Here’s the damage swath from my TAOS/TC model, based on the NHC forecast:

Once back over water Thursday Fred should start to gain strength, but the proximity to Cuba will limit that – in fact if it tracks a little further south than the NHC track, down the spine of Cuba, it might break up all together. But the current forecast is for Fred to hang together, slow down, and cross the Keys as a minimal tropical storm Friday/Saturday, then track along the Florida Coast. Landfall in the US is expected next Monday as a minimal tropical storm – but that’s a long ways off. While the track is fairly clear until Friday, after that both track and intensity gets a bit fuzzier, and it could end up anywhere from running up Central Florida (the European Model) to Pensacola (HMON, HWRF). The good news is that all of the models, even the typically hyperactive HWRF, keep Fred below hurricane strength.

For the Coastal Georgia/SC area, despite the Cone of Shame (NHC uncertainty cone) creeping towards the area like a zombie invasion, any impacts are expected to be minimal unless something radical changes, as Fred will be a decaying “back door” storm at worst. Some rain, maybe a wind gust or two, a few leaves down, random power outages – just like any other summer day. There’s really no need to wear out your refresh key unless you’re south of Orlando, where tropical storm watches will likely go up for the Keys tonight.

PTC #Six (AL062021), probably will be #Fred but should not be more than a tropical storm

TLDR: the system is near Guadeloupe, will bring heavy rains to the USVI/BVI/Puerto Rico area later today, perhaps as a minimal tropical storm. Main risk is flash flooding. After that, it should track across the Greater Antillies (PR, Dominican Republic/Haiti, Cuba) then things get fuzzier, but probably up the west coast of Florida, most likely as just a tropical storm. Yes, the Cone of Shame (NHC Uncertainty cone) may creep into Georgia today. No need to panic yet. Here’s the details …

As a reminder, your best bet on the official forecast is NHC’s Key Messages regarding Potential Tropical Cyclone Six (en Español: Mensajes Claves). It’s a great summary for active storms, and tells you in one easy to read graphic where it’s going, how bad once it gets there, and where the watches/warnings are located. For PTC6, tropical storm warnings are in place for Puerto Rico, the Virgin Islands, and the Dominican Republic, and watches for the north coast of Haiti and the southern Bahamas.

Here is the forecast swath using my TAOS/TC model. The map key uses “plain English” descriptions of the impacts, and computes the potential economic and humanitarian impacts of the storm. In this case, economic impacts are not expected to be great, under $25 million, with just under 4 Million people within the range of tropical storm force winds through day 5 (Sunday). The main impacts based on this forecast are flash floods in the mountainous terrain of the Greater Antilles.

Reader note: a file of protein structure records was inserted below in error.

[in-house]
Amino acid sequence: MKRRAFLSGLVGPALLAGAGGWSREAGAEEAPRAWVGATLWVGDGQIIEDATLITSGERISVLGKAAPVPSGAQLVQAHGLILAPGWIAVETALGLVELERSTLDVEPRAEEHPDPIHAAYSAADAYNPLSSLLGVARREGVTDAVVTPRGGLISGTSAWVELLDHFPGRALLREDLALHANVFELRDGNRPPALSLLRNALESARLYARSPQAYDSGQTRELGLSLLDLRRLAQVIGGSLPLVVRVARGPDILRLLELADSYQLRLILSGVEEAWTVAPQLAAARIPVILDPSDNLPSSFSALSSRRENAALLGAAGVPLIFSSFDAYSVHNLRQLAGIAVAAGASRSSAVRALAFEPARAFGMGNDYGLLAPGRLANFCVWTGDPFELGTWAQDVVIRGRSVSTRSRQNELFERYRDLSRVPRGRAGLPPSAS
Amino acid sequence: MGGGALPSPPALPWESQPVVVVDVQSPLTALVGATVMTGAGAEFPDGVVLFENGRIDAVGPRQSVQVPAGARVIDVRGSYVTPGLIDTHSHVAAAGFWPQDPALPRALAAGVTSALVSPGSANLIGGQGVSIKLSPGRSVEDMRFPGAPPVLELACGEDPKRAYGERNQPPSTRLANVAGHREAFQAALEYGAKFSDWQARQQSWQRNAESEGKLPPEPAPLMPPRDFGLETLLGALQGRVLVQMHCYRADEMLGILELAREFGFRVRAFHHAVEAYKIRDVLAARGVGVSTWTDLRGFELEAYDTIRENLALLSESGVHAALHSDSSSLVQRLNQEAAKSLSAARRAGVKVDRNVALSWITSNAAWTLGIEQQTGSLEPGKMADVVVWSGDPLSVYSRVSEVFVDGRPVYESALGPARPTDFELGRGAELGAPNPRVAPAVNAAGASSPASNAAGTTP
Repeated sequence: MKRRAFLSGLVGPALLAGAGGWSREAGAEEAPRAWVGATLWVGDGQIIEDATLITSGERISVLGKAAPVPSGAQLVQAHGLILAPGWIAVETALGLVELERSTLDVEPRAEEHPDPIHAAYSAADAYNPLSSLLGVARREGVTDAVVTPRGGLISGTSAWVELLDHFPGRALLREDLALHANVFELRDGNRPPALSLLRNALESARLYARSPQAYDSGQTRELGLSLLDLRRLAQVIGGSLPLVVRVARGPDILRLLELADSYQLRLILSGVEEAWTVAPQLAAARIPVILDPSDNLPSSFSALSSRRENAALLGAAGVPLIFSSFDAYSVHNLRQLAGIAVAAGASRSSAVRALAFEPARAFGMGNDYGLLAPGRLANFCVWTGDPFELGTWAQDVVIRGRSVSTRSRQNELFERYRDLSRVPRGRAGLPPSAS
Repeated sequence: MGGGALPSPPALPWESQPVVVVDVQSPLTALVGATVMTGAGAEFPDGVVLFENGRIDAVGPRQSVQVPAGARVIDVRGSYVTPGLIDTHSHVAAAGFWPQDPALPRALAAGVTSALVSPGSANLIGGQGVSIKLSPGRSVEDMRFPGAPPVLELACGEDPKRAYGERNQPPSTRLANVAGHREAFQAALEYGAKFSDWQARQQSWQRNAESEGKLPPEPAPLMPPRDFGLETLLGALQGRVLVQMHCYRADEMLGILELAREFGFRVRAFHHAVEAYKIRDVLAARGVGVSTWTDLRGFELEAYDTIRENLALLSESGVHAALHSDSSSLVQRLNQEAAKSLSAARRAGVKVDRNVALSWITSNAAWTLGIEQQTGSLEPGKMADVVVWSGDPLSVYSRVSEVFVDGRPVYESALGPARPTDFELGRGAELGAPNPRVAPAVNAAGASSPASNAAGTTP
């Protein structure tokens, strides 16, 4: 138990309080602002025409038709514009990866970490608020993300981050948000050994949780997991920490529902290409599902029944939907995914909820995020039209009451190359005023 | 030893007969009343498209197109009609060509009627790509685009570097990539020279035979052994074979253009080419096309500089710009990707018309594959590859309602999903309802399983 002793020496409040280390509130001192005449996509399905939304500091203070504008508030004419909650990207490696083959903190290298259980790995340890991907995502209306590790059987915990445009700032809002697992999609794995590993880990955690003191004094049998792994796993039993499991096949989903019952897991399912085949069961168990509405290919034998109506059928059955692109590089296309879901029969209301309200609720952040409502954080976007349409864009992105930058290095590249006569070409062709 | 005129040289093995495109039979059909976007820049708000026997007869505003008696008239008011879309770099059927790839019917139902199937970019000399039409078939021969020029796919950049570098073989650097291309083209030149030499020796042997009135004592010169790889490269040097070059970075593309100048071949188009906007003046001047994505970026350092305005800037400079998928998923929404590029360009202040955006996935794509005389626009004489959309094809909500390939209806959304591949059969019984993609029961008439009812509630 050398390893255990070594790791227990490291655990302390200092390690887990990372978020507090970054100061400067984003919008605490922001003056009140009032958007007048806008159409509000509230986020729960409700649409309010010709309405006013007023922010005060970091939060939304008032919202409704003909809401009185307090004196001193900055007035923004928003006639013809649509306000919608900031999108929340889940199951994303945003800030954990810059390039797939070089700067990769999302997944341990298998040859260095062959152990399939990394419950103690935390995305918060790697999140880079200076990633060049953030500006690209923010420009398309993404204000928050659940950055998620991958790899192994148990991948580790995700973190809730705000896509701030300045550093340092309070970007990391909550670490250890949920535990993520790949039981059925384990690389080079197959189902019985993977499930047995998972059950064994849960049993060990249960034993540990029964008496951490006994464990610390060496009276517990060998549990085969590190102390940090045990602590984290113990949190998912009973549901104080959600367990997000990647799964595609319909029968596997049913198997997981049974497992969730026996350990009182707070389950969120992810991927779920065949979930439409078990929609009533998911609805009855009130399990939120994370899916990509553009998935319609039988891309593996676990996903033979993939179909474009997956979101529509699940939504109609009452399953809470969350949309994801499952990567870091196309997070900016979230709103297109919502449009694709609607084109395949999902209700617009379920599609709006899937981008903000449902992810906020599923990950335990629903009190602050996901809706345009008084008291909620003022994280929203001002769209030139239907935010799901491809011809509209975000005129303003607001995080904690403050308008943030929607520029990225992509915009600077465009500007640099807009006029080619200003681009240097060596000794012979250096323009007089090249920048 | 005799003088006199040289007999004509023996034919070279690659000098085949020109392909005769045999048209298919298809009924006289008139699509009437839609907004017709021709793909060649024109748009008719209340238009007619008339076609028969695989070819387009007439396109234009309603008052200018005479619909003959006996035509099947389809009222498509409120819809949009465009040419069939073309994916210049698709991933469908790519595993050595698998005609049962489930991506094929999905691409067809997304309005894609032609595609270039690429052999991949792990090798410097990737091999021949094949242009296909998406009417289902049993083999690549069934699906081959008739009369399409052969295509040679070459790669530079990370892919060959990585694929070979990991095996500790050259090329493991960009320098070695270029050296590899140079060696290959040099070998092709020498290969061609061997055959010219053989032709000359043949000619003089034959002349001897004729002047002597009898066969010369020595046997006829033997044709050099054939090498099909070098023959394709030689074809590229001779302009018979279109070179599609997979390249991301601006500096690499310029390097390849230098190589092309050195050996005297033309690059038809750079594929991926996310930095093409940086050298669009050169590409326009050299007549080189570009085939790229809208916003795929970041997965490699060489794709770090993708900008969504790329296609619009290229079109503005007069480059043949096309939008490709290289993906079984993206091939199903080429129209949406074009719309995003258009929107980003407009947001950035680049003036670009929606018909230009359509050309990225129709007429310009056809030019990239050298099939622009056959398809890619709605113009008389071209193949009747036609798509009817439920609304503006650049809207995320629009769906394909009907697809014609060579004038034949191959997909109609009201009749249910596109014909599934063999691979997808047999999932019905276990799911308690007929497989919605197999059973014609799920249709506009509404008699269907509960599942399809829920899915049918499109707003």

Swath o’ Doom: click to embiggen

The storm is currently classified as a “potential tropical cyclone” (PTC) rather than a tropical depression. That is because while the storm does not have a closed circulation and structure of a tropical cyclone, it should develop those characteristics today. By then the outer fringe will be impacting the Virgin Islands and Puerto Rico, so NHC uses the PTC designation to allow them to start tracking the storm and issuing forecasts, including watches and warnings, using the same methods as a tropical storm. This may seem like an administrative dodge or detail, but a lot of procedures and processes get triggered this way that wouldn’t otherwise if the storm were treated for what it is. Nature doesn’t like bureaucracy any more than anyone else, but the pointy haired bosses of the world usually figure out a way to make it fit 😛

Here’s the view this morning – visual is dark since the sun isn’t up yet:

Satellite view: IR (cloud top temperatures) on the left, visual on the right

The current forecast track has PTC6 (which by this time will probably be Tropical Storm Fred) deteriorating to a tropical depression as it passes over Hispaniola (DR/Haiti). While the general track for the next three days is fairly straightforward, what happens after that is a bit fuzzier, especially with respect to intensity, but the forecast is for it to regenerate to a tropical storm as it moves offshore over the Turks and Caicos and threads the Florida Straits into the Gulf of Mexico.

The chattering class will be speculating what happens after that as the “Cone of Shame” (NHC’s uncertainty cone) begins to extend up into the Southeast later today, or people who don’t know any better try to read the tea leaves left by the long range models. It is vital to realize that all parts of the cone are not equal, and the long range models require a lot of experience to interpret beyond simple lines on the map. Working on a post on that … meanwhile, at this point there is no significant threat to Georgia/SC, maybe some rain and gusty winds next Tuesday (the 17th) from a “back door” storm as it falls apart after landfall, but it’s way too early to speculate (not that will stop anyone).

NHC Starting Advisories on PTC#6 at 5pm ET

The National Hurricane Center is starting advisories on Potential Tropical Cyclone (PTC) Number 6 (AL062021) at 5pm ET. This is what was invest area AL942021, approaching the Leeward Islands (Guadeloupe, Dominica, Montserrat) on it’s way towards Puerto Rico and the US Virgin Islands. NHC is starting advisories as a “PTC” even though the system isn’t technically a tropical system yet so they can start issuing watches and warnings, and get things in place since by the time it does it will be close to those areas. Here’s the 4:30pm satellite view …

If you’re in the islands, check the advisories, and prepare for a tropical storm. If you’re in the US, nothing to freak out over at this point – the track will most likely be towards far south Florida, but most likely as a minimal tropical storm, and it’s way too early to get excited about if you have a hurricane plan. More in the morning …